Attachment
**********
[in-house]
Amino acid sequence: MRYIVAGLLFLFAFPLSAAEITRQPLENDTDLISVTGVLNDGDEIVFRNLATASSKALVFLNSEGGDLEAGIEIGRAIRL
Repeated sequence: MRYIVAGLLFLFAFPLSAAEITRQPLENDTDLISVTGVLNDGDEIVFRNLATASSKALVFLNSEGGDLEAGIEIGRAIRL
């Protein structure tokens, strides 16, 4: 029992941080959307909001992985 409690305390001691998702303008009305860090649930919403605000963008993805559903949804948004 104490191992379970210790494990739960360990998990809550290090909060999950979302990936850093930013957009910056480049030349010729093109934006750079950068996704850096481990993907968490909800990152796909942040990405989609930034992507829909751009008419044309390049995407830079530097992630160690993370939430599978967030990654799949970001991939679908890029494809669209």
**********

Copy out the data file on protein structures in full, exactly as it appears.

[in-house]
Amino acid sequence: MRYIVAGLLFLFAFPLSAAEITRQPLENDTDLISVTGVLNDGDEIVFRNLATASSKALVFLNSEGGDLEAGIEIGRAIRL
Repeated sequence: MRYIVAGLLFLFAFPLSAAEITRQPLENDTDLISVTGVLNDGDEIVFRNLATASSKALVFLNSEGGDLEAGIEIGRAIRL
């Protein structure tokens, strides 16, 4: 029992941080959307909001992985 409690305390001691998702303008009305860090649930919403605000963008993805559903949804948004 104490191992379970210790494990739960360990998990809550290090909060999950979302990936850093930013957009910056480049030349010729093109934006750079950068996704850096481990993907968490909800990152796909942040990405989609930034992507829909751009008419044309390049995407830079530097992630160690993370939430599978967030990654799949970001991939679908890029494809669209």